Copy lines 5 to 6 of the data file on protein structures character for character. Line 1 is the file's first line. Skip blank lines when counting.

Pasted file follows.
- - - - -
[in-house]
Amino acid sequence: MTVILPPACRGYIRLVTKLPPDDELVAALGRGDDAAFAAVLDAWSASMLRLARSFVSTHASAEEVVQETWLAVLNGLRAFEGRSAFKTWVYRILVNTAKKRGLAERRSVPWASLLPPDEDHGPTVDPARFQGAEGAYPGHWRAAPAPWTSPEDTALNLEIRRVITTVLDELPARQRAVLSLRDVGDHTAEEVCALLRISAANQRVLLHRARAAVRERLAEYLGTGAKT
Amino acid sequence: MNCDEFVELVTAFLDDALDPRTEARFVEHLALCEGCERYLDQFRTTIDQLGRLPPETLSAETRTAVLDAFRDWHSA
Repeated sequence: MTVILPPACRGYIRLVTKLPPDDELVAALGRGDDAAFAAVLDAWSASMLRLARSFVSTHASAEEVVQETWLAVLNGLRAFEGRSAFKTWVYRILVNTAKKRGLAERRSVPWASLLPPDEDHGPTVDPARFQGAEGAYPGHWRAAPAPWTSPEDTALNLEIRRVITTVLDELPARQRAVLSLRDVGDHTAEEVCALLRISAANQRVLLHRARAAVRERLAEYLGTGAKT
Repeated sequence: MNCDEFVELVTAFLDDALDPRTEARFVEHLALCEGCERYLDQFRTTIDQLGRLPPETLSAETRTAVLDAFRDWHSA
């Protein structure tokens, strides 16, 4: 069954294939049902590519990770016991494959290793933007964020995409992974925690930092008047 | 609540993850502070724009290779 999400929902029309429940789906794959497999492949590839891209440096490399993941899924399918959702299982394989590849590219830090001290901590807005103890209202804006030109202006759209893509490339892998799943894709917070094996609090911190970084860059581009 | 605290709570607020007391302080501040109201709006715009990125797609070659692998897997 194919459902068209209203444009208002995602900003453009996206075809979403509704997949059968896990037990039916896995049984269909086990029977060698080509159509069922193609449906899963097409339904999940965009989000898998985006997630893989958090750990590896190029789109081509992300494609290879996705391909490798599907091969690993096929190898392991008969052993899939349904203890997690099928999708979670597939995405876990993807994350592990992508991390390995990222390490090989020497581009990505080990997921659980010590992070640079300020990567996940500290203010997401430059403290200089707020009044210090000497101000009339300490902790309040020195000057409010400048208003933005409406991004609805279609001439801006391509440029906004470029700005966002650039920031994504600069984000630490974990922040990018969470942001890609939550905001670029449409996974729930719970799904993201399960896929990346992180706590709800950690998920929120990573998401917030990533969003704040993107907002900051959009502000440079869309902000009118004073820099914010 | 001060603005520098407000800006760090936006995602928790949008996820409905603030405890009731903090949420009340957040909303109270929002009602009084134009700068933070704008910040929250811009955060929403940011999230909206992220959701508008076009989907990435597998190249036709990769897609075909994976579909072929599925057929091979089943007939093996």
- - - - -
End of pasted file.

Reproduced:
Repeated sequence: MNCDEFVELVTAFLDDALDPRTEARFVEHLALCEGCERYLDQFRTTIDQLGRLPPETLSAETRTAVLDAFRDWHSA
């Protein structure tokens, strides 16, 4: 069954294939049902590519990770016991494959290793933007964020995409992974925690930092008047 | 609540993850502070724009290779 999400929902029309429940789906794959497999492949590839891209440096490399993941899924399918959702299982394989590849590219830090001290901590807005103890209202804006030109202006759209893509490339892998799943894709917070094996609090911190970084860059581009 | 605290709570607020007391302080501040109201709006715009990125797609070659692998897997 194919459902068209209203444009208002995602900003453009996206075809979403509704997949059968896990037990039916896995049984269909086990029977060698080509159509069922193609449906899963097409339904999940965009989000898998985006997630893989958090750990590896190029789109081509992300494609290879996705391909490798599907091969690993096929190898392991008969052993899939349904203890997690099928999708979670597939995405876990993807994350592990992508991390390995990222390490090989020497581009990505080990997921659980010590992070640079300020990567996940500290203010997401430059403290200089707020009044210090000497101000009339300490902790309040020195000057409010400048208003933005409406991004609805279609001439801006391509440029906004470029700005966002650039920031994504600069984000630490974990922040990018969470942001890609939550905001670029449409996974729930719970799904993201399960896929990346992180706590709800950690998920929120990573998401917030990533969003704040993107907002900051959009502000440079869309902000009118004073820099914010 | 001060603005520098407000800006760090936006995602928790949008996820409905603030405890009731903090949420009340957040909303109270929002009602009084134009700068933070704008910040929250811009955060929403940011999230909206992220959701508008076009989907990435597998190249036709990769897609075909994976579909072929599925057929091979089943007939093996």